How to Deliver a Ted Talk with Confidence with Dr. Joan Rosenberg

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What does it take to deliver a powerful Ted Talk? Confidence. But how do you gain confidence? Dr. Joan Rosenberg, author of 90 seconds to a Life You Love, has a theory – and it centers around 8 different feelings that need your attention. In today’s episode, discover how to gain confidence, deliver a memorable Ted Talk and impart a message of impact.

3 Lessons We Learned From This Episode

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Kyle Gray: (00:37)

Hello, and welcome to The Story Engine Podcast. My name is Kyle Gray, and today on this show, we have Joan Rosenberg. Joan is a world-famous psychotherapist and psychologist, and brilliant in so many different areas. She has world-famous TED talks, bestselling books, and has a lot of excellent information to share. One of the things I loved most about her was that she was indeed one of those people that just has a message and has an idea, and it’s just like pouring forth from her. She’s not trying to build a business; although she has a very successful business, she is trying to get her message out, she’s trying to make an impact.


Kyle Gray: (01:19)

She has so many good things to share with you on the episode today, everything from how she prepared her own TED talks and prepared herself mentally, to how she works with some individual coaches and practitioners. So there is excellent information, no matter where your mental health status is, no matter what you’re doing in your business. There’s a lot of great value here in learning how to better communicate and speak with yourself and communicate and speak with others. So without any further ado, let’s hand it over to Joan.


Kyle Gray: (01:55)

Dr. Joan Rosenberg, welcome to The Story Engine Podcast.


Dr. Joan Rosenberg: (01:59)

Well, thank you so much. I’m excited to be here.


Kyle Gray: (02:03)

Dr. Joan, I am so excited too. We were just talking a few minutes before we started recording, and there are so many things that I want just to jump the gun and dig right into right away. Still, I want to introduce you properly to the audience, and that is with this question: Will you tell me about a story in your life that has defined who you are and how you show up in the world today?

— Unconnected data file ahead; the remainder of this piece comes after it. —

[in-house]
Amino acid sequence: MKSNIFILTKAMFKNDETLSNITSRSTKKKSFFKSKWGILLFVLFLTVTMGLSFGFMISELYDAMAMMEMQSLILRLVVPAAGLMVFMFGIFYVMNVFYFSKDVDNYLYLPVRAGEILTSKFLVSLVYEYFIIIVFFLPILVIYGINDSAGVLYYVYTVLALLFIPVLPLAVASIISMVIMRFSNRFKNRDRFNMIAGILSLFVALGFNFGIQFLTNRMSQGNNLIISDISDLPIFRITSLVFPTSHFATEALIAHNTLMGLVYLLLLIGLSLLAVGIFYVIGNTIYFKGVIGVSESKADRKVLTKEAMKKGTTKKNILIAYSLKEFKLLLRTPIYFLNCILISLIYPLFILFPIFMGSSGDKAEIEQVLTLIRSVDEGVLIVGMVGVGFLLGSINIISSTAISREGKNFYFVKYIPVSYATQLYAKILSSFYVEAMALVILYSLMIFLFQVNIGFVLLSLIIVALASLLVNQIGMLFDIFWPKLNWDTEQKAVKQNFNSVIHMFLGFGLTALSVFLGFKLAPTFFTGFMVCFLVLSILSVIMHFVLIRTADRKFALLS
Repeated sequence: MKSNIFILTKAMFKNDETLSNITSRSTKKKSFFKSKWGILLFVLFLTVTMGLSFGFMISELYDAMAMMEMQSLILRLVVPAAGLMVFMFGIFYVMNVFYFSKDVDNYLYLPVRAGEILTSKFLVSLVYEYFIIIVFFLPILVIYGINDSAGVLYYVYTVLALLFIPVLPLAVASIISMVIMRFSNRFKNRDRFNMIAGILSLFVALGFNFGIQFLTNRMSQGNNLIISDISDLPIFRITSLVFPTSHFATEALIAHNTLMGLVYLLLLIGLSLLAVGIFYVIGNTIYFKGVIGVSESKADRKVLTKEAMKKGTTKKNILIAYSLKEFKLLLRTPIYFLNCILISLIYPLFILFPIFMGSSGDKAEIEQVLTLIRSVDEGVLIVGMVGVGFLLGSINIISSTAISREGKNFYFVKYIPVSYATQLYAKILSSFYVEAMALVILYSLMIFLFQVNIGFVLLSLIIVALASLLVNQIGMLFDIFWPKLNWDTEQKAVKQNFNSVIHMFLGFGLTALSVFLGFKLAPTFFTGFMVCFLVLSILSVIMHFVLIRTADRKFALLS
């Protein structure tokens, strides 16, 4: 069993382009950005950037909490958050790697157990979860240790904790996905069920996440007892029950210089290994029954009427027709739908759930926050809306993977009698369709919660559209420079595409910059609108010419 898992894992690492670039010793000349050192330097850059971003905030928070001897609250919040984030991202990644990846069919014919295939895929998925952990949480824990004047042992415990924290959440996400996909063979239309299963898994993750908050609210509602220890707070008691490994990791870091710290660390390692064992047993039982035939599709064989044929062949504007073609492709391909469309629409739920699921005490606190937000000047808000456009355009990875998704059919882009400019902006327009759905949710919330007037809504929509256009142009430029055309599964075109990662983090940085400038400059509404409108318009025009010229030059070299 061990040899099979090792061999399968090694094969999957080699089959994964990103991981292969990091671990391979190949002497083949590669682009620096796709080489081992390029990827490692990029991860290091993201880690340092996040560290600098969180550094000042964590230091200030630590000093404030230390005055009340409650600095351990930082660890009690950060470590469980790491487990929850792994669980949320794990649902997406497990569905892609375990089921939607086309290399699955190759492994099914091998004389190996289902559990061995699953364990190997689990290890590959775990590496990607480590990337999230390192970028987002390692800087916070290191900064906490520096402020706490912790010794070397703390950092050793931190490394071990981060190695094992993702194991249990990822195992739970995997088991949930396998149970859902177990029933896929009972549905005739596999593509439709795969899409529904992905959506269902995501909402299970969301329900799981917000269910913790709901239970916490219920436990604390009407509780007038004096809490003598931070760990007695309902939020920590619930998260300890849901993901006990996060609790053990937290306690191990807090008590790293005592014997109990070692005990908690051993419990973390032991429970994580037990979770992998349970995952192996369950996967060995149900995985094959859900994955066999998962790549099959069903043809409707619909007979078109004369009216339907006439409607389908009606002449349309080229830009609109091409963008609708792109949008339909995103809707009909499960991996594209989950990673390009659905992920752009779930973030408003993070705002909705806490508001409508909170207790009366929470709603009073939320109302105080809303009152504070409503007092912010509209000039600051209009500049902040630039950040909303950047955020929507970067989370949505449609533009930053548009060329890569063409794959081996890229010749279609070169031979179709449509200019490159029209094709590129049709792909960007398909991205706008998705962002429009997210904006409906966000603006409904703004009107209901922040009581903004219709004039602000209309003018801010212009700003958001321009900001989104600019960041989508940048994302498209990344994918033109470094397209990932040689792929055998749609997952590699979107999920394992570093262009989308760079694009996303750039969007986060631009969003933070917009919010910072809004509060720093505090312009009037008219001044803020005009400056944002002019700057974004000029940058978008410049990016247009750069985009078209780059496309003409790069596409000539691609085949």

Dr. Joan Rosenberg: (02:26)

Absolutely. It’s also entirely linked with the work that I do in the world. I started out in the world as a very exquisitely shy and exquisitely sensitive child who didn’t feel like I fit in. I felt like I would look over and see all my peers hanging together and go… it’s like, “How come I don’t have what they have?” And when I would walk over to them, I realized that getting confidence didn’t happen through osmosis. So just standing there wasn’t going to make a difference for me to fit in and have those kinds of experiences. I was bullied for years, or indeed all through my childhood and adolescence, and even into college a bit.


Dr. Joan Rosenberg: (03:15)

So those experiences really defined me. On the one hand, it kind of opened questions that have kind of set my life. One had to do with, how does one develop confidence? The other part of it is that I adopted a high value of being kind based on being bullied. I never wanted to treat somebody the way I’d been treated, and so one of my highest values is to be positive, kind, and well-intentioned.


Kyle Gray: (03:45)

Well, and, hopefully, it seems like it certainly paid off in the long run. I really feel for that story. I can remember for some reason, maybe, I don’t know if you’ve ever heard of the Enneagram test?


Dr. Joan Rosenberg: (03:58)

Of course. Yes.


Kyle Gray: (03:58)

Are you a four?


Dr. Joan Rosenberg: (04:00)

You know what? It’s been so long since I took it. Somehow I think I’m in that neighborhood, but I don’t remember where I land.


Kyle Gray: (04:08)

Okay. Well, it’s a personality test, but I’m a four, and I grew up with a very similar internal story. I don’t know if it’s true, but I always was like, “I don’t fit in anywhere.” I had a hard time finding my place. I think that that’s also a common trait, and I’d love to hear this from the audience in the comments or the emails if you respond. Still, I feel like a lot of people who go on to make significant impacts and do great things kind of start out feeling kind of weird and awkward and not certain of how they fit in the world.


Dr. Joan Rosenberg: (04:50)

I would agree with you. Absolutely.


Kyle Gray: (04:53)

So you mentioned you highly value kindness. How does that work in your work right now? How are you impacting people’s lives, making them better? What is your day-to-day world-changing look like right now?


Dr. Joan Rosenberg: (05:12)

I would say probably in at least four or five different areas. I teach graduate school and I teach clinicians, budding young clinicians, masters, and doctoral students, how to do psychotherapy. So teaching them an approach, in terms of how to be present and well connected with the people they’re serving, and how to help is one way that it shows up.


Dr. Joan Rosenberg: (05:37)

The second is my coaching and psychotherapy practice. The third is, I have a couple of TED talks out there, so that’s serving the world. I also speak and train in the area of, kind of broadly speaking, emotional mastery and confidence-building and resilience. And then my writing. I just came out with a book called 90 Seconds to a Life You Love. So there are many different avenues.